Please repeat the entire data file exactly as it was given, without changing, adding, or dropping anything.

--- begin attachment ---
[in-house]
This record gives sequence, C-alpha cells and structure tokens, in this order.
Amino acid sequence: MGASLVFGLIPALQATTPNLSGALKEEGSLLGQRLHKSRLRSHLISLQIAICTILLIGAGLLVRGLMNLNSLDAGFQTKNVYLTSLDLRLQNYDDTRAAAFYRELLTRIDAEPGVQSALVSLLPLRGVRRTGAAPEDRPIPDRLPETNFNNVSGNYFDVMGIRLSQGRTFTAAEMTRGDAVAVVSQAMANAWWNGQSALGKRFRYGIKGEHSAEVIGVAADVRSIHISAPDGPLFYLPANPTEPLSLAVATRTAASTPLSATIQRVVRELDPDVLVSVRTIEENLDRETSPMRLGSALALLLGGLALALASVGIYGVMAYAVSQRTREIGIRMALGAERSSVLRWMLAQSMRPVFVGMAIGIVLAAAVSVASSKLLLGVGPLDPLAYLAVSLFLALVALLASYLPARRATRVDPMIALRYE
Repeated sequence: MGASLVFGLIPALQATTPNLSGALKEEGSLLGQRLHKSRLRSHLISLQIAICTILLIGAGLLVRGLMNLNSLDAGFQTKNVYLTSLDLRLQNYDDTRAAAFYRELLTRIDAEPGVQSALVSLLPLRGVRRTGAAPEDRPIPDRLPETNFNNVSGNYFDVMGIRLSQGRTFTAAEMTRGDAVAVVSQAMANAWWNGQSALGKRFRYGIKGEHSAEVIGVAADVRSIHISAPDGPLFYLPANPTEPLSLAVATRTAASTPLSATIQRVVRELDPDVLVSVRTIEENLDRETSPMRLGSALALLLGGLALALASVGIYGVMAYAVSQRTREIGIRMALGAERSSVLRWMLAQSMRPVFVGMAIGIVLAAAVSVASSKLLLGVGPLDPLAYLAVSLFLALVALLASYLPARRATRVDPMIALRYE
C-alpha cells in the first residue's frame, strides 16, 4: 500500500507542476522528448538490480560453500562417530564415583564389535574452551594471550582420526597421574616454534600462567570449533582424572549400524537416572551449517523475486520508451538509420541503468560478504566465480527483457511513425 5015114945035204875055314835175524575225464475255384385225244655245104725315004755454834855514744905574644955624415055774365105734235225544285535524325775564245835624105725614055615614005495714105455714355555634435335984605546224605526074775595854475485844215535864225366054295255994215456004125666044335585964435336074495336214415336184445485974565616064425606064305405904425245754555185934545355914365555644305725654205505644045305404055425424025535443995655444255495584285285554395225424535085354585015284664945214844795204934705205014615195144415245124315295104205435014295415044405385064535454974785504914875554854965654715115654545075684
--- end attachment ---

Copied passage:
[in-house]
This record gives sequence, C-alpha cells and structure tokens, in this order.
Amino acid sequence: MGASLVFGLIPALQATTPNLSGALKEEGSLLGQRLHKSRLRSHLISLQIAICTILLIGAGLLVRGLMNLNSLDAGFQTKNVYLTSLDLRLQNYDDTRAAAFYRELLTRIDAEPGVQSALVSLLPLRGVRRTGAAPEDRPIPDRLPETNFNNVSGNYFDVMGIRLSQGRTFTAAEMTRGDAVAVVSQAMANAWWNGQSALGKRFRYGIKGEHSAEVIGVAADVRSIHISAPDGPLFYLPANPTEPLSLAVATRTAASTPLSATIQRVVRELDPDVLVSVRTIEENLDRETSPMRLGSALALLLGGLALALASVGIYGVMAYAVSQRTREIGIRMALGAERSSVLRWMLAQSMRPVFVGMAIGIVLAAAVSVASSKLLLGVGPLDPLAYLAVSLFLALVALLASYLPARRATRVDPMIALRYE
Repeated sequence: MGASLVFGLIPALQATTPNLSGALKEEGSLLGQRLHKSRLRSHLISLQIAICTILLIGAGLLVRGLMNLNSLDAGFQTKNVYLTSLDLRLQNYDDTRAAAFYRELLTRIDAEPGVQSALVSLLPLRGVRRTGAAPEDRPIPDRLPETNFNNVSGNYFDVMGIRLSQGRTFTAAEMTRGDAVAVVSQAMANAWWNGQSALGKRFRYGIKGEHSAEVIGVAADVRSIHISAPDGPLFYLPANPTEPLSLAVATRTAASTPLSATIQRVVRELDPDVLVSVRTIEENLDRETSPMRLGSALALLLGGLALALASVGIYGVMAYAVSQRTREIGIRMALGAERSSVLRWMLAQSMRPVFVGMAIGIVLAAAVSVASSKLLLGVGPLDPLAYLAVSLFLALVALLASYLPARRATRVDPMIALRYE
C-alpha cells in the first residue's frame, strides 16, 4: 500500500507542476522528448538490480560453500562417530564415583564389535574452551594471550582420526597421574616454534600462567570449533582424572549400524537416572551449517523475486520508451538509420541503468560478504566465480527483457511513425 5015114945035204875055314835175524575225464475255384385225244655245104725315004755454834855514744905574644955624415055774365105734235225544285535524325775564245835624105725614055615614005495714105455714355555634435335984605546224605526074775595854475485844215535864225366054295255994215456004125666044335585964435336074495336214415336184445485974565616064425606064305405904425245754555185934545355914365555644305725654205505644045305404055425424025535443995655444255495584285285554395225424535085354585015284664945214844795204934705205014615195144415245124315295104205435014295415044405385064535454974785504914875554854965654715115654545075684